The good news for those under retirement age or receiving SSDI or SSI compensation is that your earned income record can be disputed if you believe there has been an error in calculation. If you think there is a discrepancy in the SSAs calculations, you should contact Attorney Fred S. London today for a consultation regarding your case. Fred S. London and his team have the experience and knowledge you need to make the most effective appeal possible for your income adjustment appeal to the SSA. Call today or visit our website for more information about consultation.

    Aug 4th, 2017

    Getting Workers’ Compensation and Disability Benefits at the Same Time

    Fred London Law 0 Comments Social Security Disability

    When you have been injured on the job to the point where you are no longer able to work, it is natural to want as much financial assistance as possible. The good news is under some circumstances, you can collect both workers’ compensation and disability benefits concurrently. The following information will let you know if you qualify for both types of benefits and how to get them.

    Social Security Disability benefits

    Qualifying for Both Benefits

    This simple reason you may be able to qualify for both benefits is that they two different programs that are run by two different entities. Disability benefits are granted by the Social Security Administration (SSA), which is a federally-run program, and Workers’ Compensation programs are all run by the individual states. Since the programs are different, they have different eligibility qualifications so it is possible to qualify for one program but not the other.

    Qualifying for Workers’ Compensation Benefits

    Workers’ Compensation benefits are meant to be short-term or temporary coverage that helps the recipient bridge the gap while they are not working. It can be extremely helpful to receive these benefits while you are waiting for your disability benefits acceptance. The specific qualifications for Workers’ Comp eligibility vary from state to state. So, it is a good idea to speak with an attorney in your state to see what your qualifying conditions are. However, there are some basic qualifications that are the same for every state:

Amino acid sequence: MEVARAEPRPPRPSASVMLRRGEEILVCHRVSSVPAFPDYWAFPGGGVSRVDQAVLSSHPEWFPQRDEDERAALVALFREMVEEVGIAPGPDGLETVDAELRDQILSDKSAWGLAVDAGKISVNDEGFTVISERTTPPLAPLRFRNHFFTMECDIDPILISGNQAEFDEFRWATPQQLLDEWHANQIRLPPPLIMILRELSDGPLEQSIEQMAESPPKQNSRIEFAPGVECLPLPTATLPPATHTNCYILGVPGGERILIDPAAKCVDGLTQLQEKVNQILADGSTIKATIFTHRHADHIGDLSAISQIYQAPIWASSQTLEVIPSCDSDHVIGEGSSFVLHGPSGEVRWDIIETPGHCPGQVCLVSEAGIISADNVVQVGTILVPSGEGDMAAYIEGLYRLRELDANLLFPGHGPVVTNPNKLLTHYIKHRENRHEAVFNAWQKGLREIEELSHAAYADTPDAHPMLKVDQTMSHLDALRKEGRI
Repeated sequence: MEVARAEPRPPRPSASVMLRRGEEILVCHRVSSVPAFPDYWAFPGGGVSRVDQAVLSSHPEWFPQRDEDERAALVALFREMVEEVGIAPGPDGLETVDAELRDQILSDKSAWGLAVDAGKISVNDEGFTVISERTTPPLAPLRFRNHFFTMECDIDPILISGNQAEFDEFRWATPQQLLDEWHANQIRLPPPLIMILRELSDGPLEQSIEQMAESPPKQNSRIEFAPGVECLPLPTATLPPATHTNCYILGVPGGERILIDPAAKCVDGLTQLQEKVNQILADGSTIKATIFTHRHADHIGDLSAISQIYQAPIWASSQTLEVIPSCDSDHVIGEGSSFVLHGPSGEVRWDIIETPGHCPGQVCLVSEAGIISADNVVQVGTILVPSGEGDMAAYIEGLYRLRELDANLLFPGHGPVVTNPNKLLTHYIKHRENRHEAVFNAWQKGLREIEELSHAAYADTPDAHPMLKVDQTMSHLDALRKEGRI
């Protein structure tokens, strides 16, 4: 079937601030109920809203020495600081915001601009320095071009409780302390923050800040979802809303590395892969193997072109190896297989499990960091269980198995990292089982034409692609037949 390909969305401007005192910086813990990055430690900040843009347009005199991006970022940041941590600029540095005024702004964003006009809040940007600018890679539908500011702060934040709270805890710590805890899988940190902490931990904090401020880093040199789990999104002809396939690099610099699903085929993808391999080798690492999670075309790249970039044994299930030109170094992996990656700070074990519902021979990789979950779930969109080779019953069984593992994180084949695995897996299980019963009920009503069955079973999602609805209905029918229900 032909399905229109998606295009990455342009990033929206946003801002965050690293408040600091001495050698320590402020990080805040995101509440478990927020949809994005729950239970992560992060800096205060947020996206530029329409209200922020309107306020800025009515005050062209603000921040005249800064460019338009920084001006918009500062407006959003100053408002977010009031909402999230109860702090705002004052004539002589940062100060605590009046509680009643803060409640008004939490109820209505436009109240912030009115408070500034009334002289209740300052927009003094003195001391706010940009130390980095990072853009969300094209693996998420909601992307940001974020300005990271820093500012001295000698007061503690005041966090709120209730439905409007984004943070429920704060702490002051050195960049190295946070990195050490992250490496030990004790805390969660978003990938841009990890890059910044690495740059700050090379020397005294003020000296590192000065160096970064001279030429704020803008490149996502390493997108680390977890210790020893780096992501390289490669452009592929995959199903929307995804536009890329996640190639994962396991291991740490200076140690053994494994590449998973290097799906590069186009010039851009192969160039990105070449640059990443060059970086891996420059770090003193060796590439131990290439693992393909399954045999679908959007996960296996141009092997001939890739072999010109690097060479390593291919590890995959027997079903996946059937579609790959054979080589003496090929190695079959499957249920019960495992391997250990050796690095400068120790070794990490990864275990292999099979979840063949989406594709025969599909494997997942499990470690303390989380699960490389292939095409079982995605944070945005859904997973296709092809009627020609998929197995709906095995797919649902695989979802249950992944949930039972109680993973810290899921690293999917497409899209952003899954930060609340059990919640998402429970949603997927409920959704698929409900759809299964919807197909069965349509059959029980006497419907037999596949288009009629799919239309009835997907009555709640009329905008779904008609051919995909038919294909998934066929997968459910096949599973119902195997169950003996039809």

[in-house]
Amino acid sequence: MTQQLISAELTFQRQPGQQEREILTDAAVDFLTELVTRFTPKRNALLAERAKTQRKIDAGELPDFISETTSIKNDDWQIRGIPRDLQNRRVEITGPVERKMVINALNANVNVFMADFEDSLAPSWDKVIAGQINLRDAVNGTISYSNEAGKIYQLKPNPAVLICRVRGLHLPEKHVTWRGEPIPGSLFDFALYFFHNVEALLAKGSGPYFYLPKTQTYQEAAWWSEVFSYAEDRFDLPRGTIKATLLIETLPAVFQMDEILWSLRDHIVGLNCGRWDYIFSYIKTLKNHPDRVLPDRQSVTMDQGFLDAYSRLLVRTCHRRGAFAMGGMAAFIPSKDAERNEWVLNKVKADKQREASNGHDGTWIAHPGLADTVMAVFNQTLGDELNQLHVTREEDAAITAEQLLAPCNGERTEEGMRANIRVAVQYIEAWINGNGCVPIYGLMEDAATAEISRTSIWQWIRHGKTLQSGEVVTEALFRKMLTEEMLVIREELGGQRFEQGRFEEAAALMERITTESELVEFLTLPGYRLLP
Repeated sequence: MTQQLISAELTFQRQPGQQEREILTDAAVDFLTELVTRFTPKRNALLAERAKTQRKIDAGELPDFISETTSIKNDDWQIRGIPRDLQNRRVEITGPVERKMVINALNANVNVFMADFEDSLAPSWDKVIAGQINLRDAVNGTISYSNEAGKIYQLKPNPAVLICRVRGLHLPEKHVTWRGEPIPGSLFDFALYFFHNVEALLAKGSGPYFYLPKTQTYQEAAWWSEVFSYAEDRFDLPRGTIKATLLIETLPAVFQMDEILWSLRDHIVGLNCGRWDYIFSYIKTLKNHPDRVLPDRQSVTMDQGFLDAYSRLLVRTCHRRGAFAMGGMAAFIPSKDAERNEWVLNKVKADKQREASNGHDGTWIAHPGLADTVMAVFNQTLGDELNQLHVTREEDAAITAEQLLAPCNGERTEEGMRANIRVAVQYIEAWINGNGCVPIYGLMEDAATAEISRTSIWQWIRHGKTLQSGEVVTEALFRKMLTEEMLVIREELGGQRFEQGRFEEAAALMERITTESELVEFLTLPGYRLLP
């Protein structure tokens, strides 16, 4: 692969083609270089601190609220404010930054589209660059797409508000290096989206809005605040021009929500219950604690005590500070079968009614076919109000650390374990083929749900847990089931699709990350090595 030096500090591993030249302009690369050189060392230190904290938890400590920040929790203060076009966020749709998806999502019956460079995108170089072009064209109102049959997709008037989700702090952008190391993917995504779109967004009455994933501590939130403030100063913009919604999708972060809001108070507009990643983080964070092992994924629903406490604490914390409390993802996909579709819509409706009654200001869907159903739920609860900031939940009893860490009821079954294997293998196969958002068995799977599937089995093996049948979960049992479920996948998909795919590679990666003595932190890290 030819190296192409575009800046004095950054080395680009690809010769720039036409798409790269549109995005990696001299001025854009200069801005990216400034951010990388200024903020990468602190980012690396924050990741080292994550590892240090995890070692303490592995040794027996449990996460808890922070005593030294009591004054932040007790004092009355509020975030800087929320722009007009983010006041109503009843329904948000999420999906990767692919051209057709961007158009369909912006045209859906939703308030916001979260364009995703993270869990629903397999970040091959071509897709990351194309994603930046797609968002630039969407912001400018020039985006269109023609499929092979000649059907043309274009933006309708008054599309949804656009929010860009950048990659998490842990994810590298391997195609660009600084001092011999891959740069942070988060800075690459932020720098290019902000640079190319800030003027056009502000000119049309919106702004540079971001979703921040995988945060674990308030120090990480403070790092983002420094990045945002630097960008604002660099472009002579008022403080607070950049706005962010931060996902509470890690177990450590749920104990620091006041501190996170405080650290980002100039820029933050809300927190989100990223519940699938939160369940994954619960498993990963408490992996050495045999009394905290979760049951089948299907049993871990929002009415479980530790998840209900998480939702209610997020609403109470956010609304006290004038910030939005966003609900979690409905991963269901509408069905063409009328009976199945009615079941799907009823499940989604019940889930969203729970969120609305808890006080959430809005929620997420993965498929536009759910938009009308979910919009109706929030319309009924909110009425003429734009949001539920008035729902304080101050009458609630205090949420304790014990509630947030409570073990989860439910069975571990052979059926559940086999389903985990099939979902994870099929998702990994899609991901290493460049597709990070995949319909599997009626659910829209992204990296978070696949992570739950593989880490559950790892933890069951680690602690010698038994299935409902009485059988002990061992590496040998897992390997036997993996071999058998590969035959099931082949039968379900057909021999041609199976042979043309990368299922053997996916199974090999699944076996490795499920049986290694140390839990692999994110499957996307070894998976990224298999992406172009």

1) The company or person you work for must carry Workers’ Compensation insurance
    2) You must be an employee of that company or person
    3) Your injury or illness must be related to your work.

    “Special Rules for ‘Certain Workers’”

    There are special Workers’ Compensation rules for people in specific categories including domestic workers, leased or loan workers, casual or seasonal workers, and undocumented workers. Workers who fit into one of these categories should check with their employer or a workers’ comp lawyer to learn of these specific rules.

    Collecting Workers’ Compensation and its Effect on SSDI

    If you are eligible to receive both Workers’ Comp and disability benefits, the total income you can receive between the two programs cannot exceed 80% of the income you had previously been receiving. If the total amount exceeds 80%, the SSA will deduct the difference from your disability benefit. Once your Workers’ Comp benefits run out, the SSA will readjust your disability benefit.

    Qualifying for Disability Benefits

    To Qualify for Workers’ Compensation benefits, you only need to no longer be able to do your previous job. However, to get disability benefits, the SSA must consider you to be totally disabled. This means that you can no longer perform any type of job that you have ever had for any employer. You must also not be able to form meaningful work in any field in which you can reasonably be trained. Lastly, your condition must have lasted, or be expected to last, for a duration of at least one year or result in your death.

    Is it Advisable to Collect Both Workers’ Compensation and Disability at the Same Time? Every case is different so it is difficult to answer this question definitively. In many cases, it is a good idea to collect as many benefits as possible. However, there are some cases where it is to your advantage to choose one or the other. These advantages can vary from state to state. So, it is advisable to speak with a qualified disability or Workers’ Compensation attorney to decide what is best for your situation.